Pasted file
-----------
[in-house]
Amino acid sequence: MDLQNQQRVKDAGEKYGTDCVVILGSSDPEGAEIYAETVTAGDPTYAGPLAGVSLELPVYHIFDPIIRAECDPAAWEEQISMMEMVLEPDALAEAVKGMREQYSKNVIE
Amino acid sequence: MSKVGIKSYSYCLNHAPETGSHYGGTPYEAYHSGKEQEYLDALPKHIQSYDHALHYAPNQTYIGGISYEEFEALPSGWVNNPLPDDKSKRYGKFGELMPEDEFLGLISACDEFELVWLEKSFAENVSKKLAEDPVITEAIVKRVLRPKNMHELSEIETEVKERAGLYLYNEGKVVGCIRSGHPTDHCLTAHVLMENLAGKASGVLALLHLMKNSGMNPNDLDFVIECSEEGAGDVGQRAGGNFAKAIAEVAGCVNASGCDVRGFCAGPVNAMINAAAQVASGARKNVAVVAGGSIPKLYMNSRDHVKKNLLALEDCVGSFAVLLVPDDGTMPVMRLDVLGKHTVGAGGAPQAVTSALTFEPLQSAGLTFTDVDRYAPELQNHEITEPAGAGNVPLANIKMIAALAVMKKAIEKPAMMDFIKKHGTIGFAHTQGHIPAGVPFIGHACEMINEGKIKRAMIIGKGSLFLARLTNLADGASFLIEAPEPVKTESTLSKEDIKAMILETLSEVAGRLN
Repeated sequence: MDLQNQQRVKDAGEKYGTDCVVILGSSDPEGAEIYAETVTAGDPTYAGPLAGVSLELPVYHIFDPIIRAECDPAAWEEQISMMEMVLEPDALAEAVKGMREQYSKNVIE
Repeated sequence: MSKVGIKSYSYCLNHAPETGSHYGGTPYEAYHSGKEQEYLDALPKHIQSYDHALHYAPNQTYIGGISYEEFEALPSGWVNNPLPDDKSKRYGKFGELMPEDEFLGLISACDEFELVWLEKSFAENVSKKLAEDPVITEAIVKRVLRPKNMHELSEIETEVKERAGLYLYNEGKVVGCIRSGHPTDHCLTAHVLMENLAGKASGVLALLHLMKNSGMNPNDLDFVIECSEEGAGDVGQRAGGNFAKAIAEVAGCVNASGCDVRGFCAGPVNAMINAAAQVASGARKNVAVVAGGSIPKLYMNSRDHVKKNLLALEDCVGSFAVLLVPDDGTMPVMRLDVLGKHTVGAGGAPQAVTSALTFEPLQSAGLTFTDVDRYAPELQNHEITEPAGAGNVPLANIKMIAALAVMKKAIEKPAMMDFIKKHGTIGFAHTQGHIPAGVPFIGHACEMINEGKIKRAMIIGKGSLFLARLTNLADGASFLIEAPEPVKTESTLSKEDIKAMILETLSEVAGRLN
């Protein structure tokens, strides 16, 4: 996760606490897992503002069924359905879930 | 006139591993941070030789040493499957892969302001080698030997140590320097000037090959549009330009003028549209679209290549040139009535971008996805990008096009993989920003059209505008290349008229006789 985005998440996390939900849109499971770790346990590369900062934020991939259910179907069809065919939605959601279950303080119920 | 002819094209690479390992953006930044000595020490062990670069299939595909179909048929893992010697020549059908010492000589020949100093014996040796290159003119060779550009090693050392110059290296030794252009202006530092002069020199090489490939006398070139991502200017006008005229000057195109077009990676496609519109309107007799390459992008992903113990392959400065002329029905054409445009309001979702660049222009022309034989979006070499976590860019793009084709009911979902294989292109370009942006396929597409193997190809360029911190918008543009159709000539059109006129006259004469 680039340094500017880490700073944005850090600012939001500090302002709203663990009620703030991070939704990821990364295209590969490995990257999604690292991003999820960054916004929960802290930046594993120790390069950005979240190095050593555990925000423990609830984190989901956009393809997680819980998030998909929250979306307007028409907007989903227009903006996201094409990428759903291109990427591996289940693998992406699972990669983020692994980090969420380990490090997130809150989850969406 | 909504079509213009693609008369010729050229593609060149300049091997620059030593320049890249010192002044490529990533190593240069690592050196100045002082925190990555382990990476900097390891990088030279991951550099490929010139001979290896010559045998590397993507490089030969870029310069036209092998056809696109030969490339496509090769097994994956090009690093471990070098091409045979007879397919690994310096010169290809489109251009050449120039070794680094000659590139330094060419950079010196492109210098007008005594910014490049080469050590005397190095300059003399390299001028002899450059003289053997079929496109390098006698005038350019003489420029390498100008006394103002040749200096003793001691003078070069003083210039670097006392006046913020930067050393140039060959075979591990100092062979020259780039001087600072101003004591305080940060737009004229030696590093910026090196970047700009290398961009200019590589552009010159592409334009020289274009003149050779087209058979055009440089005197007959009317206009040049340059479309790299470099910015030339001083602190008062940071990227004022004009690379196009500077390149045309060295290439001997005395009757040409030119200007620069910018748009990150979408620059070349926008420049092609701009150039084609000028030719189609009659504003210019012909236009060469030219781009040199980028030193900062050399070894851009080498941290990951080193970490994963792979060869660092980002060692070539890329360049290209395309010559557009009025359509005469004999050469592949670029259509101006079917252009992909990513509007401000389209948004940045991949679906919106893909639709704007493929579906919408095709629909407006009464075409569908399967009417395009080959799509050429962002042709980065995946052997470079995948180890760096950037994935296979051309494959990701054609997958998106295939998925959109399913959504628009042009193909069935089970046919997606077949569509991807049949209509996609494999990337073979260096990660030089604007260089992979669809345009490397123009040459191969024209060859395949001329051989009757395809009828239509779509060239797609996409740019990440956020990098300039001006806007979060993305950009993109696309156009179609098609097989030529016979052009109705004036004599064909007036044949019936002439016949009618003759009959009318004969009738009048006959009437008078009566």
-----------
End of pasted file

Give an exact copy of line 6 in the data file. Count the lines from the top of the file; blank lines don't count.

């Protein structure tokens, strides 16, 4: 996760606490897992503002069924359905879930 | 006139591993941070030789040493499957892969302001080698030997140590320097000037090959549009330009003028549209679209290549040139009535971008996805990008096009993989920003059209505008290349008229006789 985005998440996390939900849109499971770790346990590369900062934020991939259910179907069809065919939605959601279950303080119920 | 002819094209690479390992953006930044000595020490062990670069299939595909179909048929893992010697020549059908010492000589020949100093014996040796290159003119060779550009090693050392110059290296030794252009202006530092002069020199090489490939006398070139991502200017006008005229000057195109077009990676496609519109309107007799390459992008992903113990392959400065002329029905054409445009309001979702660049222009022309034989979006070499976590860019793009084709009911979902294989292109370009942006396929597409193997190809360029911190918008543009159709000539059109006129006259004469 680039340094500017880490700073944005850090600012939001500090302002709203663990009620703030991070939704990821990364295209590969490995990257999604690292991003999820960054916004929960802290930046594993120790390069950005979240190095050593555990925000423990609830984190989901956009393809997680819980998030998909929250979306307007028409907007989903227009903006996201094409990428759903291109990427591996289940693998992406699972990669983020692994980090969420380990490090997130809150989850969406 | 909504079509213009693609008369010729050229593609060149300049091997620059030593320049890249010192002044490529990533190593240069690592050196100045002082925190990555382990990476900097390891990088030279991951550099490929010139001979290896010559045998590397993507490089030969870029310069036209092998056809696109030969490339496509090769097994994956090009690093471990070098091409045979007879397919690994310096010169290809489109251009050449120039070794680094000659590139330094060419950079010196492109210098007008005594910014490049080469050590005397190095300059003399390299001028002899450059003289053997079929496109390098006698005038350019003489420029390498100008006394103002040749200096003793001691003078070069003083210039670097006392006046913020930067050393140039060959075979591990100092062979020259780039001087600072101003004591305080940060737009004229030696590093910026090196970047700009290398961009200019590589552009010159592409334009020289274009003149050779087209058979055009440089005197007959009317206009040049340059479309790299470099910015030339001083602190008062940071990227004022004009690379196009500077390149045309060295290439001997005395009757040409030119200007620069910018748009990150979408620059070349926008420049092609701009150039084609000028030719189609009659504003210019012909236009060469030219781009040199980028030193900062050399070894851009080498941290990951080193970490994963792979060869660092980002060692070539890329360049290209395309010559557009009025359509005469004999050469592949670029259509101006079917252009992909990513509007401000389209948004940045991949679906919106893909639709704007493929579906919408095709629909407006009464075409569908399967009417395009080959799509050429962002042709980065995946052997470079995948180890760096950037994935296979051309494959990701054609997958998106295939998925959109399913959504628009042009193909069935089970046919997606077949569509991807049949209509996609494999990337073979260096990660030089604007260089992979669809345009490397123009040459191969024209060859395949001329051989009757395809009828239509779509060239797609996409740019990440956020990098300039001006806007979060993305950009993109696309156009179609098609097989030529016979052009109705004036004599064909007036044949019936002439016949009618003759009959009318004969009738009048006959009437008078009566």